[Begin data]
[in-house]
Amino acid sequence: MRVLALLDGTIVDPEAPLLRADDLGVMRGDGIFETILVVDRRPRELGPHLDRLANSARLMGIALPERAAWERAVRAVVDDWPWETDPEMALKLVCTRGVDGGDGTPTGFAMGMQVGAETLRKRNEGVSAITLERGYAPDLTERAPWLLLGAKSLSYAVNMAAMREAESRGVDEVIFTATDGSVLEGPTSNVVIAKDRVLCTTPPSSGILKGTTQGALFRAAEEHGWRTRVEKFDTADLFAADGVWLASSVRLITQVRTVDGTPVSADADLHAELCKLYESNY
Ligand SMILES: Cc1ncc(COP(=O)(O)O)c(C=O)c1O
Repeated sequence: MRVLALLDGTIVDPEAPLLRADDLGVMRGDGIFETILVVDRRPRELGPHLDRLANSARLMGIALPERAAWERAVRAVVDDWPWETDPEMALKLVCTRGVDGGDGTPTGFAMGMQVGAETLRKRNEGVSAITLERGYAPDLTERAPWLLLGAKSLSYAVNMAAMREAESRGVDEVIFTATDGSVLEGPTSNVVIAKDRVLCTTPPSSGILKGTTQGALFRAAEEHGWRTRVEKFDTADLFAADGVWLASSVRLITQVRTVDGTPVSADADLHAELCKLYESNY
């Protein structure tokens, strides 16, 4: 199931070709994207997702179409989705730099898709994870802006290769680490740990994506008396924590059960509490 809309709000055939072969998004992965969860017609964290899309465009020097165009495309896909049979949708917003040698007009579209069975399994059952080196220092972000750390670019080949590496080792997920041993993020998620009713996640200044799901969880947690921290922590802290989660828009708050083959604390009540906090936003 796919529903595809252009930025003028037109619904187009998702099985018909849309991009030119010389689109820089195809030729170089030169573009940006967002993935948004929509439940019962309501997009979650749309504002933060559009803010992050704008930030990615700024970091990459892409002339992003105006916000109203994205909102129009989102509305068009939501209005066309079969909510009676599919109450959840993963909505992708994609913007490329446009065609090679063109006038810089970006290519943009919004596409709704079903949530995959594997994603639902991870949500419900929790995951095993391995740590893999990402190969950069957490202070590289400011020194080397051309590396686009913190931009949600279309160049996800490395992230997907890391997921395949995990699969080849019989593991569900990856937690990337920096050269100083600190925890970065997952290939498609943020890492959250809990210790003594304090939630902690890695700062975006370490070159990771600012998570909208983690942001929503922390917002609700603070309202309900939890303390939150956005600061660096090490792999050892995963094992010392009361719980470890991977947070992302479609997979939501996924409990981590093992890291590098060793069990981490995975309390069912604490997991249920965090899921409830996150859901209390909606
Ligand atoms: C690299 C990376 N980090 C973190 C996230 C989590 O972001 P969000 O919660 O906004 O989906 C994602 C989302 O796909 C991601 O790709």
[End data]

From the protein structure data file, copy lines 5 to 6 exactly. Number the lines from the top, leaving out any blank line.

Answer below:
């Protein structure tokens, strides 16, 4: 199931070709994207997702179409989705730099898709994870802006290769680490740990994506008396924590059960509490 809309709000055939072969998004992965969860017609964290899309465009020097165009495309896909049979949708917003040698007009579209069975399994059952080196220092972000750390670019080949590496080792997920041993993020998620009713996640200044799901969880947690921290922590802290989660828009708050083959604390009540906090936003 796919529903595809252009930025003028037109619904187009998702099985018909849309991009030119010389689109820089195809030729170089030169573009940006967002993935948004929509439940019962309501997009979650749309504002933060559009803010992050704008930030990615700024970091990459892409002339992003105006916000109203994205909102129009989102509305068009939501209005066309079969909510009676599919109450959840993963909505992708994609913007490329446009065609090679063109006038810089970006290519943009919004596409709704079903949530995959594997994603639902991870949500419900929790995951095993391995740590893999990402190969950069957490202070590289400011020194080397051309590396686009913190931009949600279309160049996800490395992230997907890391997921395949995990699969080849019989593991569900990856937690990337920096050269100083600190925890970065997952290939498609943020890492959250809990210790003594304090939630902690890695700062975006370490070159990771600012998570909208983690942001929503922390917002609700603070309202309900939890303390939150956005600061660096090490792999050892995963094992010392009361719980470890991977947070992302479609997979939501996924409990981590093992890291590098060793069990981490995975309390069912604490997991249920965090899921409830996150859901209390909606
Ligand atoms: C690299 C990376 N980090 C973190 C996230 C989590 O972001 P969000 O919660 O906004 O989906 C994602 C989302 O796909 C991601 O790709």